Getting Started

How do I get started?

A phone call to Hospice of the Rock River Valley is all that is needed to get started. We can answer questions, help determine whether hospice care is appropriate, and contact your doctor if you haven't already begun talking about hospice.

Hospice of the Rock River Valley can schedule an informational session for you and your family and friends to explain how hospice can help. This can take place at home, in the hospital, in the hospice office, or in another convenient location. A nurse or social worker will meet with you and your family within a day or two or on the same day if your needs are urgent.

If you or someone you care about is dealing with a serious illness, it's important to talk with your physician about whether hospice is an appropriate option. A referral from a doctor is necessary to be admitted into hospice care, but anyone—a patient, a family member, a caregiver, or a friend—can make an inquiry about hospice care.

What difference does early admission make?

Early admission to hospice usually means a higher quality of remaining life for the patient. It also means more support, less stress, and, in many cases, financial relief for the family.

  • Hospice emphasizes pain and symptom management. People who are comfortable can continue to enjoy family, friends, and living in general.
  • Hospice supports the family, too. Early admission provides the family more support during a loved one's illness. Hospice helps prevent caregiver exhaustion.
  • Cost is never an issue. Many families find that hospice saves them money because hospice pays for needed equipment, drugs, and professional services.
  • Volunteer visits and life histories are among the special hospice services that patients and families appreciate earlier rather than later in the illness.
  • Family members who love each other can still have conflicts. Given time, hospice professionals may help families work through difficulties.
  • Early admission allows hospice to provide calm transition rather than "crisis management".
  • There is no maximum number of days for hospice care. While a prognosis of six months is required for hospice eligibility, patients often live longer than this and continue to enjoy hospice care.
  • If a patient's condition improves, as sometimes happens, s/he can be discharged and readmitted later if his/her health declines again.

What can the hospice team do for people who are admitted early?

  • Your nurse and social worker can get to know you and the people you care about and develop trusting relationships with you and those providing your care.
  • Your nurse has time to adjust your medications and be sure that you're comfortable and that your pain is under control. Our nurses are experts in pain and symptom control, but need time to fine-tune medication amounts and dosage schedules to maximize comfort and symptom relief.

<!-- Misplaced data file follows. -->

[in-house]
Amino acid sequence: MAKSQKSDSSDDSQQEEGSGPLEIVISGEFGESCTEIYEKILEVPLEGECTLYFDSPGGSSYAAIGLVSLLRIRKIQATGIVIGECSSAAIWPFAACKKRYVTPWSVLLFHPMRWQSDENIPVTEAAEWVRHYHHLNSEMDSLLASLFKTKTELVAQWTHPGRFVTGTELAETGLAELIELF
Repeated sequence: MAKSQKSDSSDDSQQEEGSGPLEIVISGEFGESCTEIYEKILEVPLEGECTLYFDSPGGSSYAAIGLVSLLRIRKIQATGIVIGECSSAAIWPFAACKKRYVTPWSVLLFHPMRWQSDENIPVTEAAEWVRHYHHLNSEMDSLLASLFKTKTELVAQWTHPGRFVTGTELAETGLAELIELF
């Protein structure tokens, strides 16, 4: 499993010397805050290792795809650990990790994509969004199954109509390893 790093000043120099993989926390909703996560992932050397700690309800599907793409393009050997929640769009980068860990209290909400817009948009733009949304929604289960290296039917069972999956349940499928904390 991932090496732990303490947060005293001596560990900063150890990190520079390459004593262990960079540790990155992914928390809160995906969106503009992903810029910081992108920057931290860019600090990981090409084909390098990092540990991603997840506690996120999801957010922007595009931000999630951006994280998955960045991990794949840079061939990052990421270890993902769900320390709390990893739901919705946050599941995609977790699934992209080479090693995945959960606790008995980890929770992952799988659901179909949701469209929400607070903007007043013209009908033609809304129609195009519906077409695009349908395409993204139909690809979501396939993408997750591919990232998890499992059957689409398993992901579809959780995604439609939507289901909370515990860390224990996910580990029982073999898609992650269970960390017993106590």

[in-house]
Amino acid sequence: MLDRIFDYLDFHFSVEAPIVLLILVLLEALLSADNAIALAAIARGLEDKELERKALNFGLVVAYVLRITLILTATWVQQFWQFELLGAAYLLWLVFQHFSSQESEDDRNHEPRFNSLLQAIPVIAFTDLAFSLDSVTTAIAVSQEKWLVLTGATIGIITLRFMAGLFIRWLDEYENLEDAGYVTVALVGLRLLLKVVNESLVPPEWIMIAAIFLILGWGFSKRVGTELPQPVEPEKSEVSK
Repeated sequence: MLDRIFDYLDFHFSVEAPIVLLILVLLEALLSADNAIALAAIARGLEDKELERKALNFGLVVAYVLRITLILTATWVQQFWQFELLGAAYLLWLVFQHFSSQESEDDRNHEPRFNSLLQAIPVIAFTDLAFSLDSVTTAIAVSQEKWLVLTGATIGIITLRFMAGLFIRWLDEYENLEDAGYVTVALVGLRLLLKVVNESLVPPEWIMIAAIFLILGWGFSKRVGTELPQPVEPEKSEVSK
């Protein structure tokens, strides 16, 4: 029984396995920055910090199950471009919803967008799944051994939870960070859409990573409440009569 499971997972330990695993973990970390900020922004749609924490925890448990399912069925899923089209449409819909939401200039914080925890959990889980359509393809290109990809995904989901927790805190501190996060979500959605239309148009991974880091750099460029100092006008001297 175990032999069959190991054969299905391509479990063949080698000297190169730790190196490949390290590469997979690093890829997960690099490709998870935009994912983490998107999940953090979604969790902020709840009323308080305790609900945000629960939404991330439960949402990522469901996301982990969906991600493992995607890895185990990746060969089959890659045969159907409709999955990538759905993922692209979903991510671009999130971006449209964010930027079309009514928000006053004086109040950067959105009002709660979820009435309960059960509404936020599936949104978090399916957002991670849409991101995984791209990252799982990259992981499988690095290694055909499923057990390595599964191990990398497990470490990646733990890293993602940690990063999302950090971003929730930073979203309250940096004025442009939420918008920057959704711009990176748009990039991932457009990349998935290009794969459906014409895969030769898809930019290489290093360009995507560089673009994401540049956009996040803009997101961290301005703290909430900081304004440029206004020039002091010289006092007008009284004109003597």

• Your social worker has time to help you complete whatever tasks you need to complete.
  • A chaplain may make a visit and talk with you about what's on your mind as you face the end of life's journey, whether you describe yourself as religious or not.
  • A hospice aide can help with personal care and light housekeeping tasks.
  • A volunteer can come and give caregivers a bit of a break. Volunteers also can record your life history, take you fishing, or bring a therapy dog for a visit.
  • Early referrals allow your hospice team to avoid crises not just manage them.

Too often, we hear family members say they wish their loved one had been admitted sooner. We understand that there are a variety of reasons why a person might hesitate. But when you know that hospice is about hope, about honoring patients' choices about how they want to live their final days, about providing comfort and managing pain and symptoms associated with an illness, it makes sense to take advantage of the services hospice offers at the earliest appropriate time.

What is the admission process like?

The admission process begins with a phone call. Typically it is a physician who calls us to let us know that you or a family member has decided to accept hospice care, but your inquiry about hospice can also get things started.

Soon after your doctor gives Hospice of the Rock River Valley a referral for care, both a nurse and a social worker will visit you.

The nurse will collect medical information and perform an assessment of your current health. She'll record all your medications. She'll determine what kinds of supplies and equipment and other services may be needed. She will discuss with you the many options for keeping you comfortable. Beginning with the first visit, you will be an active partner in deciding what kind of care is most appropriate for you.

The social worker will explain hospice to you and your family and caregivers and answer any questions you may have. You'll receive a notebook of helpful information to keep as a reference. The social worker will also gather information about your background, the people available to support you, and other concerns. The social worker works with you to determine what other hospice or social services would be of help.

After the required consent and insurance forms are signed, you are officially admitted into hospice care.